MOSCOW (Reuters) - Umar Kremlev, the new president of the International Boxing Association (AIBA), plans to implement reforms over the next six months that could help restore its status with the International Olympic Committee (IOC), he told Reuters in an interview.
Elected to head amateur boxing’s governing body earlier this month, Kremlev has the task of implementing sweeping reforms in order for it to be recognised by the IOC in time for the Paris Olympics in 2024.
The IOC suspended AIBA last year, stripping it of any involvement in Olympic qualifiers and the tournament at the Tokyo Games over a string of governance, finance and ethical issues.
“I have planned that it would take around six or seven months to implement the reforms,” said Kremlev, who also serves as secretary general of the Russian Boxing Federation.
“It’s an ambitious plan. This will not be easy to do.”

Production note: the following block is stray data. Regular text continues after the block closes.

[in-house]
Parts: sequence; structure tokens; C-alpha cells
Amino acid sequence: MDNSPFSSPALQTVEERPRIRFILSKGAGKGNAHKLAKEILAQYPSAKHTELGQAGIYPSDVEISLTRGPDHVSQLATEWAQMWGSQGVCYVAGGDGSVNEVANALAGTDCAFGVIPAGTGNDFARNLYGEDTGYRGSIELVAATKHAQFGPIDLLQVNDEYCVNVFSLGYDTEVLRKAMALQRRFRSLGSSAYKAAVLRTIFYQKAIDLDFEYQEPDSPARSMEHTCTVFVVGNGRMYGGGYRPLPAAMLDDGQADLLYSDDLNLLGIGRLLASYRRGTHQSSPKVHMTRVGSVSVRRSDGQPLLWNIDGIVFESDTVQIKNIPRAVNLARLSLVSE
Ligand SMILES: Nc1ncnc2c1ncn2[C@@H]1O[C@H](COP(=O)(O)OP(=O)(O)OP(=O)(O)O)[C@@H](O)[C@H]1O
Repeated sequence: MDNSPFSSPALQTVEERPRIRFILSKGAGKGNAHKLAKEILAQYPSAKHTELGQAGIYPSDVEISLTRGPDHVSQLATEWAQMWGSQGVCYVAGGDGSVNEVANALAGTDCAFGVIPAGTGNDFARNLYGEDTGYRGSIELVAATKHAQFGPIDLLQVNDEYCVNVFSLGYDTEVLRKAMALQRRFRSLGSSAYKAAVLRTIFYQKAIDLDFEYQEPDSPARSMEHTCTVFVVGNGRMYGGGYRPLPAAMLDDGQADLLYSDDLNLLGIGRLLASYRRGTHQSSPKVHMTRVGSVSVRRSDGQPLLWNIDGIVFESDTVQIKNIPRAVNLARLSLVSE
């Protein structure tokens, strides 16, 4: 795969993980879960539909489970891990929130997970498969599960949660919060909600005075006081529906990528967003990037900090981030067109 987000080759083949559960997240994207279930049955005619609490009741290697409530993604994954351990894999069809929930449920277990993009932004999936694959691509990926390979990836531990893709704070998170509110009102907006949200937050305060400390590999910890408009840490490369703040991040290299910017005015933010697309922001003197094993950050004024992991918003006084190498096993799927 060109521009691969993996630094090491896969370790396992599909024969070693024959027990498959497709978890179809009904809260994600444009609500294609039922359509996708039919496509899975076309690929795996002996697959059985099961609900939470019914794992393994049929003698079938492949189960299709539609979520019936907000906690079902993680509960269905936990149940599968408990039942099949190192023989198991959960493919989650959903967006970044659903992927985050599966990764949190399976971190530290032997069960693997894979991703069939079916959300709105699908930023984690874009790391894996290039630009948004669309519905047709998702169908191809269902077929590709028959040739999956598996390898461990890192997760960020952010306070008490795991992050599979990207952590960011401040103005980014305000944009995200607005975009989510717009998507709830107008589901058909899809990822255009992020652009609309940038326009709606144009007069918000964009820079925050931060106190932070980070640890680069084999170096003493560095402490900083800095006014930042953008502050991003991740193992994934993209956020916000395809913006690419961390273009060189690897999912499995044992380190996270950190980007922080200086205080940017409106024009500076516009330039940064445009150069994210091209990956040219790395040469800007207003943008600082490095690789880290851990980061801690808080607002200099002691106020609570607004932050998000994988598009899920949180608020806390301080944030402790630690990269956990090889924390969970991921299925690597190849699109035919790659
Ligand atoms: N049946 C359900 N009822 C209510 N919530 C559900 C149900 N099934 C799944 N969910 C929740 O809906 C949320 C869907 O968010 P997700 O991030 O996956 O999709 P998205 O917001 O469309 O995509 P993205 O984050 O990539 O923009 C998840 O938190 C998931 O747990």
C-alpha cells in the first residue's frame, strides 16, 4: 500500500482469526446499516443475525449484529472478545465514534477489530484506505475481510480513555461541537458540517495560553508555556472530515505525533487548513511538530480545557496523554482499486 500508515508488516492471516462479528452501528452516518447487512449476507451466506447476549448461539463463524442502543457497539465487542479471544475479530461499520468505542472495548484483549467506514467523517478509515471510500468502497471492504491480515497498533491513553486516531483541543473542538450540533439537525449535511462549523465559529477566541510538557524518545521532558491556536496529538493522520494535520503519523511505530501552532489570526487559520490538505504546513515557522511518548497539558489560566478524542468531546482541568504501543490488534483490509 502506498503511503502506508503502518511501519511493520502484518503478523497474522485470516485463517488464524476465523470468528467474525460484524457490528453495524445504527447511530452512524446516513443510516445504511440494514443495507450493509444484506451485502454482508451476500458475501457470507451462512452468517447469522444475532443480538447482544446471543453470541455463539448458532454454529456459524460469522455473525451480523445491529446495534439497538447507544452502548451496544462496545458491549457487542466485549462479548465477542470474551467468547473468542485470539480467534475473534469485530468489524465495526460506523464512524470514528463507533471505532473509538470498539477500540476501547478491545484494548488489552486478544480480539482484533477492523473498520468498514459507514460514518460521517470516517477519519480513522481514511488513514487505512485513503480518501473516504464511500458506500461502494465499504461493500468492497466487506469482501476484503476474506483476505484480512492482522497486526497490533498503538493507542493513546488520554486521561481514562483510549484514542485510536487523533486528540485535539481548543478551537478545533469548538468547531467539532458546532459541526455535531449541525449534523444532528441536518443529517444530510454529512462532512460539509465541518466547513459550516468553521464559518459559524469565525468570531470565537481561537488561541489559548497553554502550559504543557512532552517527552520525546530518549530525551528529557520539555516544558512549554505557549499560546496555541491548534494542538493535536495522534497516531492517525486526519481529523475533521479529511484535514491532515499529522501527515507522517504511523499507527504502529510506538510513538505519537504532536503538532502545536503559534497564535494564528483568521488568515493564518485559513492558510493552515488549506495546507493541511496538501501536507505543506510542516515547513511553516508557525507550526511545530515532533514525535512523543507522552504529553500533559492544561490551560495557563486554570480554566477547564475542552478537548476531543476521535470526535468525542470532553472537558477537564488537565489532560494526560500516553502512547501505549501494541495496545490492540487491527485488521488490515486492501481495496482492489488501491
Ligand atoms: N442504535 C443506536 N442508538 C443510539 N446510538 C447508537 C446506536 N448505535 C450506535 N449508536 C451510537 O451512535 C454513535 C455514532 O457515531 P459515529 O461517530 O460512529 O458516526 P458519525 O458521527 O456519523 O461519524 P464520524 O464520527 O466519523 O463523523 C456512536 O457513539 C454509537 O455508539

Kremlev, named chairman of the AIBA Marketing Commission last year, has pledged to attract $50 million over the next two years to rebuild AIBA.
He said he was holding talks with international companies -- the names of which he would not disclose -- to secure potential advertisement and sponsorship deals.
“I think we will soon announce our sponsors and make the signing of any deals public,” he said.
The IOC has said the status of AIBA would be reviewed after the 2020 Tokyo Games, which were postponed to next year because of the novel coronavirus pandemic.
Kremlev said he also hoped to bring transparency to the organisation before the 2024 Olympics.
“The AIBA we see now has debts and practically no interaction with the federations,” he said.
“By the 2024 Olympic Games, you will see an independent AIBA able to attract funds ... and help national federations hold tournaments. By 2024 we need to make AIBA the cleanest organisation, make it transparent for it to shine.”
Reporting by Gabrielle Tétrault-Farber; Editing by Peter Rutherford
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